Burroughs Adding Machine

Social justice, arts and politics, life in New York City

DADT’s Growing Political Art: Subverting History

A simple, hopeful message with a twist.

A group of artists called the “Open Artist Movement” has released a set of poster images subverting the war posters of the early 20th century for the purpose of repealing “Don’t Ask, Don’t Tell.” This comes on the heels of widely-covered protests by Lt. Dan Choi yesterday on the front lawn of the White House.

Instead of Rosie the Riveter, we have lesbian icons Rachel Cantu and and Stephanie Roberts. Standing in for WWII veterans proclaiming, “We Can Do It!” are Wilson Cruz and Daryl Stephens.

It’s heartening to see the artists subverted the all-American image of white male soldiers leading the campaign with actors, models, and activists of color. I’m reminded of the fantastic imagery railing against corporate America by Sheperd Fairey and his “Obey” series. Both series of artworks are meant to be in the public sphere and to evoke parallels to already-established propoganda machines.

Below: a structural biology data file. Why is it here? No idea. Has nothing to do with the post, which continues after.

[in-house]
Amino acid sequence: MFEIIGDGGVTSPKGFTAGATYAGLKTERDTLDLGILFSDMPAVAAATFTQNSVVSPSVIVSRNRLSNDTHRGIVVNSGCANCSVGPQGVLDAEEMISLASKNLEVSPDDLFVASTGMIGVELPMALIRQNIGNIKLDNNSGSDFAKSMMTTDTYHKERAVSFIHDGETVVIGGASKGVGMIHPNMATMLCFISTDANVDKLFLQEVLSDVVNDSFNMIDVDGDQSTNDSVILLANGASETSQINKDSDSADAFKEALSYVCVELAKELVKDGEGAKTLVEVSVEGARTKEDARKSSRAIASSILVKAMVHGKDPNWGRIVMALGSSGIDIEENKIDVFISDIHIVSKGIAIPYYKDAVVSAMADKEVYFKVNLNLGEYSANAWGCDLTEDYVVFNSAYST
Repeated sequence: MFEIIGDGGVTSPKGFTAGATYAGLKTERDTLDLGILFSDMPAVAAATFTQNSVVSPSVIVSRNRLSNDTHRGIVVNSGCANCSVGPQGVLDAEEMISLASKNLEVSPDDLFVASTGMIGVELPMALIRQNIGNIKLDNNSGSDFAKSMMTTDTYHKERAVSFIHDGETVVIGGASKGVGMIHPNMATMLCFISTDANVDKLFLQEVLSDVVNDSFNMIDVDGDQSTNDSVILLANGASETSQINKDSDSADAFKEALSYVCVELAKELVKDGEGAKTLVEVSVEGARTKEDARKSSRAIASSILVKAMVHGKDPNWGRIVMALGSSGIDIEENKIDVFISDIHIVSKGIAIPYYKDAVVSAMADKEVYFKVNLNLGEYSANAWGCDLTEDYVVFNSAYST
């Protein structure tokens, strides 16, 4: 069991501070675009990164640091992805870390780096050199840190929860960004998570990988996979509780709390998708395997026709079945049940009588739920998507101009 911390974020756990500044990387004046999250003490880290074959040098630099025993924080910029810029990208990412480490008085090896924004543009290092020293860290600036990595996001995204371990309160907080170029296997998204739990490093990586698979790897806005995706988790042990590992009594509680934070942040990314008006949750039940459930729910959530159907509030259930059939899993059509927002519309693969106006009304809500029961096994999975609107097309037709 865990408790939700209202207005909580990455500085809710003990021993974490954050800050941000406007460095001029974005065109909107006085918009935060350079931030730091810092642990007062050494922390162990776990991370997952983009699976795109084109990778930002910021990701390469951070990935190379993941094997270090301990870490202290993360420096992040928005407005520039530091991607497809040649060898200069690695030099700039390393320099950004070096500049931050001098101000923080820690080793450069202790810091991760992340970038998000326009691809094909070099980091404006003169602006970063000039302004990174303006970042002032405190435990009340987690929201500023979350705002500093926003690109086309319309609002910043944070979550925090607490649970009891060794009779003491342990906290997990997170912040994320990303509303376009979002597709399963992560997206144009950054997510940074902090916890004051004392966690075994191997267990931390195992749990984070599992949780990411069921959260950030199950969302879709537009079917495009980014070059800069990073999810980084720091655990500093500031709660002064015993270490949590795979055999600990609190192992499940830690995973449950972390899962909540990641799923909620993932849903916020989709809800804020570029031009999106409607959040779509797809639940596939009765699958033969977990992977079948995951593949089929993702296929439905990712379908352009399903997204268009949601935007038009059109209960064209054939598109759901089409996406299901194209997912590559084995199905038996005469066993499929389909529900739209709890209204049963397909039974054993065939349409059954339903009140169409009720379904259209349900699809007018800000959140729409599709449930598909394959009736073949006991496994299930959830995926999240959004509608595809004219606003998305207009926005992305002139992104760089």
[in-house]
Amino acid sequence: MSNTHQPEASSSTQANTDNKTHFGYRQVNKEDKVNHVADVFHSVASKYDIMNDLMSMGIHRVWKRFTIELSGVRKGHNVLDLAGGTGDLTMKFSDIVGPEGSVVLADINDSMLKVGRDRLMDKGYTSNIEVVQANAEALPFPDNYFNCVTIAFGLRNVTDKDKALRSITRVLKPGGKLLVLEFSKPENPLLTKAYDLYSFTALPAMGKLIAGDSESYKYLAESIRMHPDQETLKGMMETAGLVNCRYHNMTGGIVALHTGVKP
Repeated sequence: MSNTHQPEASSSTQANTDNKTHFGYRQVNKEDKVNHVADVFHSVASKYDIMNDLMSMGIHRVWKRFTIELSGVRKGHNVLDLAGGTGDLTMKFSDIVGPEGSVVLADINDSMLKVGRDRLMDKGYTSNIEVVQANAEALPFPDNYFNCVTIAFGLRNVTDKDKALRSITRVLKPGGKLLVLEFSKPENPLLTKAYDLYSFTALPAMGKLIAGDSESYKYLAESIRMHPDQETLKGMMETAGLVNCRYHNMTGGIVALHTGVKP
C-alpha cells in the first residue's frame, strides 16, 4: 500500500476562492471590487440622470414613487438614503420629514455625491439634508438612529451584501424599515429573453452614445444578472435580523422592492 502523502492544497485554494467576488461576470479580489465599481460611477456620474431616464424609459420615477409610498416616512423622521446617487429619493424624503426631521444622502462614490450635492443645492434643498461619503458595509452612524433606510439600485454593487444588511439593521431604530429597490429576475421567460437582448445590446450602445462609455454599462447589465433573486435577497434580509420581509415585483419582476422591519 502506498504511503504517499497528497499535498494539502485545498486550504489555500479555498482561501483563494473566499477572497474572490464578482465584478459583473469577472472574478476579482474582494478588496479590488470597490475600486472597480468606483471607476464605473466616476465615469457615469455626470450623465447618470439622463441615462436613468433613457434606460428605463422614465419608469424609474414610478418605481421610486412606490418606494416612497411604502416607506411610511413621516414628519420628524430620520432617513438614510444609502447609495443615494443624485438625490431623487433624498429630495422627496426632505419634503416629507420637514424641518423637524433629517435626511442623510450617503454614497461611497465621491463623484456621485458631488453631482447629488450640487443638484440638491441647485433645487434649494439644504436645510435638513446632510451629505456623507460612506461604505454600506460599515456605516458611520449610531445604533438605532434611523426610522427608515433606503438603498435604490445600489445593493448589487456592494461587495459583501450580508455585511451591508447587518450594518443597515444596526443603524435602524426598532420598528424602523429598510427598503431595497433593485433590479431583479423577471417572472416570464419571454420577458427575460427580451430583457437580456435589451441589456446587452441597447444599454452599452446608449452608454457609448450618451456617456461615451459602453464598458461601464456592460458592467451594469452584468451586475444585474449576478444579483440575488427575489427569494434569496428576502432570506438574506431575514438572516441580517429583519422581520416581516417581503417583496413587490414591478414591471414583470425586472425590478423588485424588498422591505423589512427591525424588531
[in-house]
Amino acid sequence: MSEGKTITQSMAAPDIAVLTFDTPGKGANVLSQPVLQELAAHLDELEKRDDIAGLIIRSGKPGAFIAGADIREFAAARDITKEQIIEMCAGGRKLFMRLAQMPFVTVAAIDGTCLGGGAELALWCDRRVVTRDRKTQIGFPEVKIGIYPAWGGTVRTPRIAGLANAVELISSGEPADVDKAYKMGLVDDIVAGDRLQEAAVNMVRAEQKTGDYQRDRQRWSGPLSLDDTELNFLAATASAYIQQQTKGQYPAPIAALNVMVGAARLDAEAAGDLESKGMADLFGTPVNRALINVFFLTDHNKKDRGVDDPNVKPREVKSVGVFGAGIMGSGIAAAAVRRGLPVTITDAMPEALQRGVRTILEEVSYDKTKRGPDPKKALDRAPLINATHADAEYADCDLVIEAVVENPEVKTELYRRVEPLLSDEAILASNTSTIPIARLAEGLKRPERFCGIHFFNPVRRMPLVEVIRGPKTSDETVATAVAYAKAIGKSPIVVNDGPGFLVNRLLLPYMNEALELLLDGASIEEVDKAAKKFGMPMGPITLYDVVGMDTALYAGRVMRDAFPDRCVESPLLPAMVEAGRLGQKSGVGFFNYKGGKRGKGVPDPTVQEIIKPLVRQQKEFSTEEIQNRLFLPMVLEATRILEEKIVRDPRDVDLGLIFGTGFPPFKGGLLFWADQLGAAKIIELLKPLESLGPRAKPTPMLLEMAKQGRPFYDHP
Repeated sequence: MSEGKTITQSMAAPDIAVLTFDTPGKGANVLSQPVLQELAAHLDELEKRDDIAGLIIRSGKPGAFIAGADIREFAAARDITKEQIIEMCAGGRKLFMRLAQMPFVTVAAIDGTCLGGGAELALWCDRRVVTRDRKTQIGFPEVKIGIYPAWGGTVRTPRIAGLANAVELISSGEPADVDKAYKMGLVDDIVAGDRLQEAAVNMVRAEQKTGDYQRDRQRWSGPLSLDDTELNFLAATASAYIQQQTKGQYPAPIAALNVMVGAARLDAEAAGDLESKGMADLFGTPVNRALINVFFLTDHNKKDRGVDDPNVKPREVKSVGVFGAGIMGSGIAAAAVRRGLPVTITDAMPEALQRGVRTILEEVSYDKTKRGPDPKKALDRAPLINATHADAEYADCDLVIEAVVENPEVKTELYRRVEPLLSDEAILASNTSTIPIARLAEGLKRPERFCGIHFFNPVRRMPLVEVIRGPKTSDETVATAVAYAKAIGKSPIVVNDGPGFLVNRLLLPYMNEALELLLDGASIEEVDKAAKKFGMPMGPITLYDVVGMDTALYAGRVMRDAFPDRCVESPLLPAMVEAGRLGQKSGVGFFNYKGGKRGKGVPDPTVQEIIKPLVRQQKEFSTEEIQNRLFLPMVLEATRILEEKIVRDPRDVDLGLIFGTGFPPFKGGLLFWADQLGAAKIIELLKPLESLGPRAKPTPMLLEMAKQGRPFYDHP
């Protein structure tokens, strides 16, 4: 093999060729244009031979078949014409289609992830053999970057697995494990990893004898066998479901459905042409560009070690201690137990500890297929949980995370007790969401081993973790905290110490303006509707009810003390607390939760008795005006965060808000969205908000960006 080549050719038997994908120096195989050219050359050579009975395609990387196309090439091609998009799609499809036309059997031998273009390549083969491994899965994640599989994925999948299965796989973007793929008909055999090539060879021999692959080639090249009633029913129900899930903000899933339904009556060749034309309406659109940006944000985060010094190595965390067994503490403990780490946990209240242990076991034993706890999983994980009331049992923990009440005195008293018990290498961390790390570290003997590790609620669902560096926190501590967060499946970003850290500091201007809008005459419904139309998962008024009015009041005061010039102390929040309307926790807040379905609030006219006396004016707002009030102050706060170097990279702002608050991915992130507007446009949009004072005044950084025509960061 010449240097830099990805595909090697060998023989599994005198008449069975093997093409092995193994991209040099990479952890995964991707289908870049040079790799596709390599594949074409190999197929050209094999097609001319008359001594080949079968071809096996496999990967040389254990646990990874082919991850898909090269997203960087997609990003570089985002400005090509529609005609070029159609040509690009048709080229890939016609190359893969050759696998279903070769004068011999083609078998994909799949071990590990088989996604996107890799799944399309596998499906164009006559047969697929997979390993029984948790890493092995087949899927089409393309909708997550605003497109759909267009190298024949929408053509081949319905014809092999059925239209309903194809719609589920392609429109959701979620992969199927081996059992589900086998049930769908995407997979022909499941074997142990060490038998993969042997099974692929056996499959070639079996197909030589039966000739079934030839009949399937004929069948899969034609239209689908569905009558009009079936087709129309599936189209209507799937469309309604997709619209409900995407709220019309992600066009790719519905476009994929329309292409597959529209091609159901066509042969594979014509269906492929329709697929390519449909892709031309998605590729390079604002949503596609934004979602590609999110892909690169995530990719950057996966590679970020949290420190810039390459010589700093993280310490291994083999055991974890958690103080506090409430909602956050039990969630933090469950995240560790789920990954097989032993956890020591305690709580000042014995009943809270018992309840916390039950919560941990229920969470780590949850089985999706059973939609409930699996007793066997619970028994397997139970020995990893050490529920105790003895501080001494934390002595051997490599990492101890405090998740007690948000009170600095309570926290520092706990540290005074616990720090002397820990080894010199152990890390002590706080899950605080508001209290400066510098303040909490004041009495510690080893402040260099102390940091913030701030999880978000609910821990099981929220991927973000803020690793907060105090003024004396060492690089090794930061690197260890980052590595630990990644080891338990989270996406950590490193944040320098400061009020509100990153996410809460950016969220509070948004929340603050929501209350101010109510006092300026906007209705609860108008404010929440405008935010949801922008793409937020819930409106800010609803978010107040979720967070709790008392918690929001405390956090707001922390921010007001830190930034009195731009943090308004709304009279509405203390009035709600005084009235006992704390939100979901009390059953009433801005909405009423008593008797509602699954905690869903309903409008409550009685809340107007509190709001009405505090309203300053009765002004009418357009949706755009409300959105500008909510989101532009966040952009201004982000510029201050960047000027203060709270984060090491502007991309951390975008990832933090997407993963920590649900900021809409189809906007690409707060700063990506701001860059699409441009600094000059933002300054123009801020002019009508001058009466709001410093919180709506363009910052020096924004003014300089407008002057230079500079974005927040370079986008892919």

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Filed under: art, gay rights, , , , , ,

One Response

  1. […] Servicemember’s Legal Defense Network for recent acts of civil disobedience as well as the protest art that’s cropped […]

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About Me

Ricco Villanueva Siasoco is a Manhattan-based writer and non-profit manager. More

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